A good example of decay is the value of a new car. When you first buy the car it is worth a lot of money, but as time goes on it depreciates and loses value so that if you were to sell the car you would get less for it than you paid in the beginning. In science, the radioactive decay of isotopes is a good example of a natural process of decay which occurs. The half-life of an isotope is the time it takes for half of the atom to decay.

### Uses:

Knowing the radioactive decay of certain isotopes has been very useful as it has enabled scientists to date fossils that have been found in sedimentary rock layers. This gives an indication of what life was present on earth during each geological time period.

## Difference between Exponential Growth and Exponential Decay

### Definition

In exponential growth, numbers increase in value over time in an exponential fashion. In decay, numbers decrease in value over time in an exponential fashion.

### Exponent

The exponent in the equation in the case of exponential growth is usually an integer, a number that is greater than 1. The exponent in the equation for decay is a fraction that is between 0 and 1.

### Graph

In the case of exponential growth, the y-values on a graph will increase as the x-values increase. In the situation of decay, the y-values on the graph will decrease as the x-values increase.

### Trend

The trend that is evident in exponential growth is increasingly large numbers over time. The trend in decay is the reverse of that seen with exponential growth and instead, it is increasingly small numbers over time.

### Examples

Exponential growth rate examples include the growth rates of several types of bacteria when conditions are optimal and before the substrate is depleted. Decay examples include the decreasing value of a car (depreciation) over time and the radioactive decay of radioactive isotopes with time.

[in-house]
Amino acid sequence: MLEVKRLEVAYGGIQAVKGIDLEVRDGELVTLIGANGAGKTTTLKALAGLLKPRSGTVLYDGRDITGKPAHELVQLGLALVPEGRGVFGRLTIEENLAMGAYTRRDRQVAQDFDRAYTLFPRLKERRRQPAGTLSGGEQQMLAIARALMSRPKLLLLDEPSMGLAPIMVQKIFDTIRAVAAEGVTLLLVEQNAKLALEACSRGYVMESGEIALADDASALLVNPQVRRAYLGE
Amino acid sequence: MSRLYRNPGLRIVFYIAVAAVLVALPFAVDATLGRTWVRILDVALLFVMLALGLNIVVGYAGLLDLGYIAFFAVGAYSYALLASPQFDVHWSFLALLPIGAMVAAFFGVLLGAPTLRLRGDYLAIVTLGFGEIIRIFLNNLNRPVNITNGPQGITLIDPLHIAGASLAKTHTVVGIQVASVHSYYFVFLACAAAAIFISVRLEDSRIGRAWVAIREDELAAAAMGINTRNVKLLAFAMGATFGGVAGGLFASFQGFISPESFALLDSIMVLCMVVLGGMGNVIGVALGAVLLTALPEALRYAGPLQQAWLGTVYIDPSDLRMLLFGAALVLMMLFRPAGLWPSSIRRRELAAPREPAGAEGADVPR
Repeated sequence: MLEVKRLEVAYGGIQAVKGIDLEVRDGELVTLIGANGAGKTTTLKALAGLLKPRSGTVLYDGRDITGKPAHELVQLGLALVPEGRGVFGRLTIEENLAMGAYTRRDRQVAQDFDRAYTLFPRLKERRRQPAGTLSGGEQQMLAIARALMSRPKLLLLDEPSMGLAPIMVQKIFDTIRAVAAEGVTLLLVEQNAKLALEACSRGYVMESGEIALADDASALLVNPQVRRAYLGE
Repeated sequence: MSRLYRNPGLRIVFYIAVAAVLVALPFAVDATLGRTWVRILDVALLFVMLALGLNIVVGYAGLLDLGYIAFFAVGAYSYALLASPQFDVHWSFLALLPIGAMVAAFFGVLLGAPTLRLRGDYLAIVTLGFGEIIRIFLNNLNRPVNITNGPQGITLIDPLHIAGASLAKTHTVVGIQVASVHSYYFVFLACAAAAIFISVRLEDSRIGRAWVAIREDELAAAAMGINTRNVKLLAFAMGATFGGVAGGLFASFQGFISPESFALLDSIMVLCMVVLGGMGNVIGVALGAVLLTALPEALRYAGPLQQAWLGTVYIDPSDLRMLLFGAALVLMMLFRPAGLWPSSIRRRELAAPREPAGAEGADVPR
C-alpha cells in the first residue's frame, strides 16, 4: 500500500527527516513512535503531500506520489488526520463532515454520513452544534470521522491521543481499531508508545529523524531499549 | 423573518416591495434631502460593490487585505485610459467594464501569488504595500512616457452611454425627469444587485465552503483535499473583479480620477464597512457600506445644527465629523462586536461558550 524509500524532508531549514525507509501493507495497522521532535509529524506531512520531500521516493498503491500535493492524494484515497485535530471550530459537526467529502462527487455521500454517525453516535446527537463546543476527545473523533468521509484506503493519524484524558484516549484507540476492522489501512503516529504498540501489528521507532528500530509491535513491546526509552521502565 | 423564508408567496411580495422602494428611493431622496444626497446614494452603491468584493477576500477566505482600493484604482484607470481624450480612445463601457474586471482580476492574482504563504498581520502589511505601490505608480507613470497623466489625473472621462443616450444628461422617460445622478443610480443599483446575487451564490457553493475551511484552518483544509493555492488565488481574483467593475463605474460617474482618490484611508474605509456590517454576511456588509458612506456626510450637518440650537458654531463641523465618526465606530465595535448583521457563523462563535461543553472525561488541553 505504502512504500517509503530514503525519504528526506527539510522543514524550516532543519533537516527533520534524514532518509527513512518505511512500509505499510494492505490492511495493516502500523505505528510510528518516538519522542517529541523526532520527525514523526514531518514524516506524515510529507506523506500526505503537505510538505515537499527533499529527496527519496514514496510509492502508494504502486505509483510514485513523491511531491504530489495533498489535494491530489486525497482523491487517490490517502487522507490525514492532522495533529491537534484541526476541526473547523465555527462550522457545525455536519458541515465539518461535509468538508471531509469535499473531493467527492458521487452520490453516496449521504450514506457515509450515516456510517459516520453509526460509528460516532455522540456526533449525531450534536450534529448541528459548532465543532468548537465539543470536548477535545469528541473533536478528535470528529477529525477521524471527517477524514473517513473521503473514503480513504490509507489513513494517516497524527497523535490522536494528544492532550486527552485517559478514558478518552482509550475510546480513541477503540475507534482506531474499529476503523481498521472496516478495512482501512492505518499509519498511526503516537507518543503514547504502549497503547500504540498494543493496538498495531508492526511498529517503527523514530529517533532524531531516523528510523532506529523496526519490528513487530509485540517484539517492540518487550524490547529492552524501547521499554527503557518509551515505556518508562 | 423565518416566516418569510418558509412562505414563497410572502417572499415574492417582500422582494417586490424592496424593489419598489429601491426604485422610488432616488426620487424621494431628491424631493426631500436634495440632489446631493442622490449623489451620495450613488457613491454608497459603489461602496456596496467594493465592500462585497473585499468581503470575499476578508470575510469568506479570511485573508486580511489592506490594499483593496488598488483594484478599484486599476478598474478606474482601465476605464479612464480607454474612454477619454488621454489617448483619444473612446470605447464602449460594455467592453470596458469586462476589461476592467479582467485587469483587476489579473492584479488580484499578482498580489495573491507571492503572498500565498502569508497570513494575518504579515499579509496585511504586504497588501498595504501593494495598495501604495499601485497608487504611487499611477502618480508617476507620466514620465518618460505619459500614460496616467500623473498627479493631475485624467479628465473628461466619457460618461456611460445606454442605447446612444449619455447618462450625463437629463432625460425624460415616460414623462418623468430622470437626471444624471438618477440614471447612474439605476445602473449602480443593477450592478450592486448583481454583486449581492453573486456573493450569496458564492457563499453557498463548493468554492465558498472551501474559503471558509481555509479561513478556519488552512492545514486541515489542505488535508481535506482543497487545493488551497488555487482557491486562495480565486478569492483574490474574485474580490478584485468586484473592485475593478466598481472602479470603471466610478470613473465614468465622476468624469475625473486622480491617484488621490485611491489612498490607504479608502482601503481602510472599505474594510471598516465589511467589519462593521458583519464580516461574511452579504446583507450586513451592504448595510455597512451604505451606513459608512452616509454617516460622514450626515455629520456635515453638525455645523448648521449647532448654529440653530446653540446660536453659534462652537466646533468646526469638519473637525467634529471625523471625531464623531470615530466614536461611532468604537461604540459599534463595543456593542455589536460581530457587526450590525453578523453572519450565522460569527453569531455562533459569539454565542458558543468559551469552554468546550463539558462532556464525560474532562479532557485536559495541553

### Table comparing Exponential growth and Decay

## Summary of Exponential growth Vs. Decay

- Both exponential growth and decay can be described mathematically using equations involving an exponent.
- Both exponential growth and decay involve a rapid change in numbers.
- The exponent for exponential growth is always positive and greater than 1.
- The exponent for decay is always between 0 and 1.
- Exponential growth is when numbers increase rapidly in an exponential fashion so for every x-value on a graph there is a larger y-value.
- Decay is when numbers decrease rapidly in an exponential fashion so for every x-value on a graph there is a smaller y-value.
- An example of exponential growth is the rapid population growth rate of bacteria.
- An example of decay is the depreciation of the value of a car, and the radioactive decay of isotopes.

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## References :

[0]Image credit: https://en.wikipedia.org/wiki/File:Population_growth.png

[1]Image credit: https://en.wikipedia.org/wiki/File:Exponential_Decay_Function.png

[2]Rolfe, Matthew D., et al. "Lag phase is a distinct growth phase that prepares bacteria for exponential growth and involves transient metal accumulation." Journal of bacteriology 194.3 (2012): 686-701.

[3]Steiger, R_H, and Emilie Jäger. "Subcommission on geochronology: convention on the use of decay constants in geo-and cosmochronology." Earth and planetary science letters 36.3 (1977): 359-362.